Necessity Still Breeds Ingenuity - Archive of SQUALL MAGAZINE 1992-2006

News Shorts And Other Business

Freelance Journalists Targetted

Squall 10, Summer 1995, pg. 7.

Four freelance journalists covering demonstrations were arrested in the first week of June, heralding what may be a change in police tactics towards NVDA protests.

SQUALL also understands that in April, during an action against the A3 in Hindhead, Hampshire, security guards sprayed white paint onto camera lenses.

Nick Cobbing, a freelance photographer who works for SQUALL and Corrie Cheyne, of Small World Video, were among five people arrested during an action against the launch of the new Alfa Romeo saloon car in Baker Street, London.

About 15 members of the Revolutionary Pedestrian’s Front - one of several groups sprouting from the anti-roads movement gatecrashed the launch, read out the Government’s accident statistics and pelted the car with flour and paint.

According to Corrie, she and Nick had lingered to photograph the aftermath when showroom staff made a “citizen’s arrest” and held them until police arrived.

“I told them that I was a freelance journalist filming for Small World,” she said. “They (the police) confiscated the camera, tape and battery belt which they will hold until August.” Nick also had his film confiscated, although it had been accidentally exposed.

Nick was arrested despite telling police that he was photographing the event for New Statesman and showing them his NUJ card. Both were held for 22 hours and bailed until August. They were arrested for criminal damage and assault although have not yet been charged.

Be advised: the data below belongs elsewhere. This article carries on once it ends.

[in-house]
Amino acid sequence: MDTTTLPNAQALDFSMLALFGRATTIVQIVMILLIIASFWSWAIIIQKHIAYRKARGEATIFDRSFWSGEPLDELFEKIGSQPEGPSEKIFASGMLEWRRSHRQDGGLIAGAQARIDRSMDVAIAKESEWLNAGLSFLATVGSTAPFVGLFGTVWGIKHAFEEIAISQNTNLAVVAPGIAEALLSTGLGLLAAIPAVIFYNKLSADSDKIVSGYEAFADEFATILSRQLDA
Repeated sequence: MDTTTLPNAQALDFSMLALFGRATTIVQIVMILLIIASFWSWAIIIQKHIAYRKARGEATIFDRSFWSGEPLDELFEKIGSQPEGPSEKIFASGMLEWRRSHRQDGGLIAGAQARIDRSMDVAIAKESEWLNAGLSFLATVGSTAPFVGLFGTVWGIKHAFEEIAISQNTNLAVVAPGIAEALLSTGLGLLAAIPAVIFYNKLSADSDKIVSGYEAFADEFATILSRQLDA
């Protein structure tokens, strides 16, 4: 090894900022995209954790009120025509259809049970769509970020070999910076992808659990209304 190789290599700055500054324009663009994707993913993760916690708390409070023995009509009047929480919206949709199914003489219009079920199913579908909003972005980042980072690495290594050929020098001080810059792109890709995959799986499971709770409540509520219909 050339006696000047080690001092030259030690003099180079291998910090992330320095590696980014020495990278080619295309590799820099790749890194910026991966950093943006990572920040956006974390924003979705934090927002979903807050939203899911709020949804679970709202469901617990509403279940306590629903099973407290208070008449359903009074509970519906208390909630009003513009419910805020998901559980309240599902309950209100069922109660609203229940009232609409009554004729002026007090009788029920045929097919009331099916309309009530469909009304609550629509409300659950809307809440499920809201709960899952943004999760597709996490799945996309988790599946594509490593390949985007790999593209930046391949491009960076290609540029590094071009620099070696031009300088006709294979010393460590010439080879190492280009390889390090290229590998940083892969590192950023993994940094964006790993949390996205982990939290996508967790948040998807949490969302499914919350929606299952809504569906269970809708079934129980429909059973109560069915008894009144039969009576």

Equally suspect was the arrest of writer Ursula Wills-Jones and photographer Justin Cooke during a demo against an open-cast coal mine in Garforth, near Leeds, on June 1st. They were covering the event for the Big Issue North West and were among 19 people arrested for aggravated trespass - the first arrests for demonstrations under the CJA other than hunt sabs.

Both were carrying NUJ cards and again the police refused to believe they were freelance journalists. They were held for 13 hours before being charged and are due to appear in court on July 4th. Jason’s film, however, was not confiscated.

“In the last couple of years video has been used in evidence and the number of people being cleared due to video evidence is worrying them,” Corrie told SQUALL. “This year alone five cases have been overturned or did not make it to court because of Small World footage.”